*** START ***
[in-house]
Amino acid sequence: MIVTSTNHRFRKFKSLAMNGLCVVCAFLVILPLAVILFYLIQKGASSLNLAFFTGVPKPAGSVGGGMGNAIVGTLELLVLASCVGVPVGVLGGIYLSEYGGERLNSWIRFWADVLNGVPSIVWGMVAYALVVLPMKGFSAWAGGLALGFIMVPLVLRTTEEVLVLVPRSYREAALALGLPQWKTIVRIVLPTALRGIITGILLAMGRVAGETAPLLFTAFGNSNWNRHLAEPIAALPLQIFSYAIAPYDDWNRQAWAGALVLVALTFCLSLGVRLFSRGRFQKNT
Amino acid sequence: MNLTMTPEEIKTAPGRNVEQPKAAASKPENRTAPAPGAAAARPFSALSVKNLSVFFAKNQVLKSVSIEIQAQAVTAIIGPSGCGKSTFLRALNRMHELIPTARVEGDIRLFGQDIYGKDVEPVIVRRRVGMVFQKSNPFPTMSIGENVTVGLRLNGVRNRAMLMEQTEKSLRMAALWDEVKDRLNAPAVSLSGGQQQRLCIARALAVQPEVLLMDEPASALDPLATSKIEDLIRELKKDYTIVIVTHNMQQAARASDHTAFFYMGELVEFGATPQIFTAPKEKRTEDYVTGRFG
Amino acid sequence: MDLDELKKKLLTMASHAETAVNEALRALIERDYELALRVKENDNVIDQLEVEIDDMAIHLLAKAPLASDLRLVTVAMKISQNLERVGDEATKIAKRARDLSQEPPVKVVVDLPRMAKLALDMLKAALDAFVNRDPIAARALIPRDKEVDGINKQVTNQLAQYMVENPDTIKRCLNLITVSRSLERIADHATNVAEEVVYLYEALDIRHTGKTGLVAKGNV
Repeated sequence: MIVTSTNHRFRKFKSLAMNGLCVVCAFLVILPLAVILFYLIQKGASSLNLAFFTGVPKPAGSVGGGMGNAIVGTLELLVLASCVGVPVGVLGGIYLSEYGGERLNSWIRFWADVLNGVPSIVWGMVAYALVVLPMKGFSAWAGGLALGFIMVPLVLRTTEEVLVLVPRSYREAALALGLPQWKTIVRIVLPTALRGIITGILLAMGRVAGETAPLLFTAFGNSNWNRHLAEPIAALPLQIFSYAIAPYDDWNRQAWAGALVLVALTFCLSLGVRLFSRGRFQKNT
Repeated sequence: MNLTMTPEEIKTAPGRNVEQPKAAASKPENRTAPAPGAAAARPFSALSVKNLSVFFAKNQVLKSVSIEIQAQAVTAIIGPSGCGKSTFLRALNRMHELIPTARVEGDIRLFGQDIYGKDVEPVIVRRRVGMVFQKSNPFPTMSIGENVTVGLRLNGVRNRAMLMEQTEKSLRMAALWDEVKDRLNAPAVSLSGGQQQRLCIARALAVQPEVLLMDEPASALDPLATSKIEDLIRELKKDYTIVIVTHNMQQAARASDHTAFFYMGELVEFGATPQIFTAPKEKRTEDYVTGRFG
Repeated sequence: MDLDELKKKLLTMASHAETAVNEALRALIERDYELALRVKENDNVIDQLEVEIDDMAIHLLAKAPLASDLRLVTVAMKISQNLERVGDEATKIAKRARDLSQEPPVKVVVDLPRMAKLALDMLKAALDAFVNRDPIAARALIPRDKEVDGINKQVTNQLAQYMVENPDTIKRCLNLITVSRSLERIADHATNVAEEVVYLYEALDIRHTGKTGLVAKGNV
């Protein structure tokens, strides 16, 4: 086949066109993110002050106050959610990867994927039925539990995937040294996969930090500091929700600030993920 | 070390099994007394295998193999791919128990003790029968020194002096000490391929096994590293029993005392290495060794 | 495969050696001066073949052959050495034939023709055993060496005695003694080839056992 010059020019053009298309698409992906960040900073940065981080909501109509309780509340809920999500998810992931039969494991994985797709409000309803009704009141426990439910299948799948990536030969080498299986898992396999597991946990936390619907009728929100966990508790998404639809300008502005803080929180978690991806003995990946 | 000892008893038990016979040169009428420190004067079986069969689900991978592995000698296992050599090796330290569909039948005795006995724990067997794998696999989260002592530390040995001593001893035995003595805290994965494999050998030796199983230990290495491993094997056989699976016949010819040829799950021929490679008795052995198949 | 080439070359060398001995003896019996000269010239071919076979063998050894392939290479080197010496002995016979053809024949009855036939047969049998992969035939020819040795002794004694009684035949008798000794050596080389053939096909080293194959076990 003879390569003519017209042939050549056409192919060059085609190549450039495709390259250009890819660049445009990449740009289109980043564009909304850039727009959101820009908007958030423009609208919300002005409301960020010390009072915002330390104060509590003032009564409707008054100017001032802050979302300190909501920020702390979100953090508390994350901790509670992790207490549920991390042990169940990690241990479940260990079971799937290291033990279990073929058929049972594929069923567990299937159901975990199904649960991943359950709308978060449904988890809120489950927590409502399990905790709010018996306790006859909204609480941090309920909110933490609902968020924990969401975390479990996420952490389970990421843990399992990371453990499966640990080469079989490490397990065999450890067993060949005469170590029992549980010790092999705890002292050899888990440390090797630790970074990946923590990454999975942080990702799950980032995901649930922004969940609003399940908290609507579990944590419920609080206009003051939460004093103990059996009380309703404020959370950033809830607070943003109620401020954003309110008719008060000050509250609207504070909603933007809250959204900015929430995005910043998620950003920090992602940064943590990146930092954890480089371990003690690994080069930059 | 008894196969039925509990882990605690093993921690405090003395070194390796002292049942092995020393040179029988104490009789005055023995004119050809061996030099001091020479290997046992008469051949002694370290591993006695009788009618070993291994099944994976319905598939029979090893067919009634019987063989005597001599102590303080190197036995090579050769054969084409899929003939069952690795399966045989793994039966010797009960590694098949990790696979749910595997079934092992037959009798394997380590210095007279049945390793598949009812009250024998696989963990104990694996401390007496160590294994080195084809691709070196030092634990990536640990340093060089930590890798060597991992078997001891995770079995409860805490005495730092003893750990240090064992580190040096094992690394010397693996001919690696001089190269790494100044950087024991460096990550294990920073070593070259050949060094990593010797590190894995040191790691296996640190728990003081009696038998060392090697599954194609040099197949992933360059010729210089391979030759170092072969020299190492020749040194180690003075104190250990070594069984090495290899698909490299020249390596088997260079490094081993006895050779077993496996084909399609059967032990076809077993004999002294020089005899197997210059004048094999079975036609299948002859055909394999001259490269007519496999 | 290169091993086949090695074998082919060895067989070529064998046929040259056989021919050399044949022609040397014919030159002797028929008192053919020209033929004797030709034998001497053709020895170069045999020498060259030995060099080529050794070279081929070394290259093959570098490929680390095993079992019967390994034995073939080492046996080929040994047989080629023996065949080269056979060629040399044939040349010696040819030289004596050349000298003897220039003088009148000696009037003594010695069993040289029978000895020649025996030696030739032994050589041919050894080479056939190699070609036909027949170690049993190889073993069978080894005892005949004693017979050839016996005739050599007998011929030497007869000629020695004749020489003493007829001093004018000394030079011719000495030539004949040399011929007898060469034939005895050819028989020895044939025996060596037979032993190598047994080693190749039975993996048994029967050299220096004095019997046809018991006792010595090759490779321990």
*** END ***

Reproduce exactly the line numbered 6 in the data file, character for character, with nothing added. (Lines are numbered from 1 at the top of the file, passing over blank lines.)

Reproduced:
Repeated sequence: MNLTMTPEEIKTAPGRNVEQPKAAASKPENRTAPAPGAAAARPFSALSVKNLSVFFAKNQVLKSVSIEIQAQAVTAIIGPSGCGKSTFLRALNRMHELIPTARVEGDIRLFGQDIYGKDVEPVIVRRRVGMVFQKSNPFPTMSIGENVTVGLRLNGVRNRAMLMEQTEKSLRMAALWDEVKDRLNAPAVSLSGGQQQRLCIARALAVQPEVLLMDEPASALDPLATSKIEDLIRELKKDYTIVIVTHNMQQAARASDHTAFFYMGELVEFGATPQIFTAPKEKRTEDYVTGRFG